We had another great book group meeting on Monday night! We so appreciate all of you who come out and spend the evening talking about literature with us! Like all of Engle’s other books, this one got nothing but positive reviews from our readers. With National Poetry Month right around the corner, it’s the perfect book to consider bringing into your classroom for April.
“I find it so easy to forget / that I’m just a girl who is expected / to live / without thoughts.” Opposing slavery in Cuba in the nineteenth century was dangerous. The most daring abolitionists were poets who veiled their work in metaphor. Of these, the boldest was Gertrudis Gómez de Avellaneda, nicknamed Tula. In passionate, accessible verses of her own, Engle evokes the voice of this book-loving feminist and abolitionist who bravely resisted an arranged marriage at the age of fourteen, and was ultimately courageous enough to fight against injustice. Historical notes, excerpts, and source notes round out this exceptional tribute.
I have never been disappointed by one of Margarita Engle’s books and The Lightning Dreamer is no exception. It’s the fascinating true story of a Cuban woman who worked both for the abolition of slavery and equal rights for women. My guess is that many of you have never heard of Gertrudis Gómez de Avellanda, I certainly hadn’t. Engle’s ability to bring to life these lesser known but incredibly important historical characters is part of what makes her work so significant. Her novels in verse make historical characters like Tula accessible and real to younger readers.
In writing this review, I was reminded of my obsession with biographies when I was in elementary school. When I was eight years old I decided that I was going to read every biography in my school’s library. Our biographies were shelved alphabetically by the name of the person the book was about. When I think about the books that I read then, I remember a number of books about Davy Crockett, Grover Cleveland and Amelia Earhart. Obviously, I didn’t make it all the way through, it would seem I stopped somewhere around E. But in thinking back, I’m struck by the lack of diversity in the people represented on my library’s shelves. I can only hope that with the availability of books like that of Engle things aren’t the same now. If books such as The Lightning Dreamer, The Surrender Tree, or Hurricane Dancers had been available to me then, I may have made it past E in my quest to read all those biographies.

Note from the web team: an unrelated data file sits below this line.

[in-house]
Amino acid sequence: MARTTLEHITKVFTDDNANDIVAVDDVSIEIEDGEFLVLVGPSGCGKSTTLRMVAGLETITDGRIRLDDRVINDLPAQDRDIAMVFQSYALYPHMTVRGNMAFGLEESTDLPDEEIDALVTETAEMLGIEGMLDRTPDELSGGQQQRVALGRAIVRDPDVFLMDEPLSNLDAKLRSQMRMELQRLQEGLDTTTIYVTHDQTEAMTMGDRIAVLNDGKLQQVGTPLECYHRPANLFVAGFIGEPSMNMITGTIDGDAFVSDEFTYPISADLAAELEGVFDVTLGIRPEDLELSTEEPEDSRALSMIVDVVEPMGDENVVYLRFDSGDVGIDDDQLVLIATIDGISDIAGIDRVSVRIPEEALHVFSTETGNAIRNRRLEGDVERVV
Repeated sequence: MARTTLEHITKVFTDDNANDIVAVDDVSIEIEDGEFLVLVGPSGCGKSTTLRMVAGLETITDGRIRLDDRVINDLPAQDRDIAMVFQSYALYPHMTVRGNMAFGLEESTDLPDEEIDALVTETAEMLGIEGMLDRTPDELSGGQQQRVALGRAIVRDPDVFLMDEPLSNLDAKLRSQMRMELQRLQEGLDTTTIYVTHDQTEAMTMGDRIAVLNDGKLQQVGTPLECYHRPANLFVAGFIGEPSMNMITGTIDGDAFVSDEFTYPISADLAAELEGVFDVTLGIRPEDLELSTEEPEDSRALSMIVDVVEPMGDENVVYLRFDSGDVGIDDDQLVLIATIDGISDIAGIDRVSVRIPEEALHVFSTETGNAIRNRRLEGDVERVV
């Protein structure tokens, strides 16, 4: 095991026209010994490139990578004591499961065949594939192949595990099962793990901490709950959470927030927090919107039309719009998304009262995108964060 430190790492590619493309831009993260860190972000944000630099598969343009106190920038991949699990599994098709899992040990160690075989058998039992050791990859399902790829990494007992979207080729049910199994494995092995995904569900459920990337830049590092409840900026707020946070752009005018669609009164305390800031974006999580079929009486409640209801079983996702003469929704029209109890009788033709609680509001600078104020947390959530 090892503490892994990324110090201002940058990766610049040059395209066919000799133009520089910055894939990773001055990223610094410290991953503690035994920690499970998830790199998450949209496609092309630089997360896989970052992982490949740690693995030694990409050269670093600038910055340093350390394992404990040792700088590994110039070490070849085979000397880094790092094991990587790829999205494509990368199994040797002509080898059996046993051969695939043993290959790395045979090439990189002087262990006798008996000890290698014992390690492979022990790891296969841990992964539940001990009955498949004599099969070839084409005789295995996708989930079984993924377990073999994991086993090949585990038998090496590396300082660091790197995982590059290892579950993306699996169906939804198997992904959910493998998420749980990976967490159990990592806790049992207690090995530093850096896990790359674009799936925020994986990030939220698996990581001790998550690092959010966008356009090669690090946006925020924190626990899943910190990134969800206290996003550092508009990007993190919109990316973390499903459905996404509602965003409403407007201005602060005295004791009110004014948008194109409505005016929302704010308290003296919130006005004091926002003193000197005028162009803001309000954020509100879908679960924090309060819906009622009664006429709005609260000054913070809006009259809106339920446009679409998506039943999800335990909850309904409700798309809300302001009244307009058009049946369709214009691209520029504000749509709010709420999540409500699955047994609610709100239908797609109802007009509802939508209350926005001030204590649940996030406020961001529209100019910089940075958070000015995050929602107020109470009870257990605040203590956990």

In telling the story of Tula, Engle’s book opens up a number of relevant topics for classroom discussion. As Tula becomes increasingly aware of the disparities in society, she begins to both ponder and write about things such as slavery, interracial marriage, and women’s rights. Tula grapples with these moral and ethical dilemmas in a language that invites students to question and struggle with her. She provides a way to teach our younger students about times when equal rights for people of color and women were explicitly denied. While it’s important to continue to discuss the ways in which equality is still not a reality for all people today, it’s just as important to discuss the historical contexts that our contemporary struggles for equality come from.
Engle gives us a strong female protagonist who fights to remain authentic to the things she believes in, but in doing this, Engle also shows how hard it is to be that kind of person. It’s never easy to go against main stream society or to be the outcast among one’s friends or family. Through Tula, Engle gives voice to what it feels like to be alienated or exiled for one’s beliefs. These are powerful ideas for our students to think about—both those who can identify with Tula’s loneliness and those who realize they may be like the people who mocked Tula for being different. Tula is a powerful character, not just because of what she believed, but because of how she chose to stand up for those beliefs. She fought for equality and human rights through her stories and her poetry. She used the power of words as a means to change the minds of those around her. How valuable a lesson for the students in our classrooms—that our words are one of the most powerful tools we have for fighting against the things that try to hold us back. I’ll leave you with the words from Gertrudis Gómez de Avellanda that inspired the title of the book—
“The slave let his mind fly free, and his thoughts soared higher than the clouds where lightning forms.”
The Lightning Dreamer: Cuba’s Greatest Abolitionist has received a number of awards: 2014 YALSA Best Fiction for Young Adults, School Library Journal’s Top Ten Latino-themed Books for 2013, Teaching for Change 2013 Favorite, Center for the Study of Multicultural Children’s Literature selection as a Best Multicultural Book of 2013, 2014 Pura Belpré Honor Book, and International Reading Association Top Chapter Book for 2013
Click here to be taken to our Educator’s Guide for the book.
If you’d like to read what others have thought about the book, check out the links to other reviews below: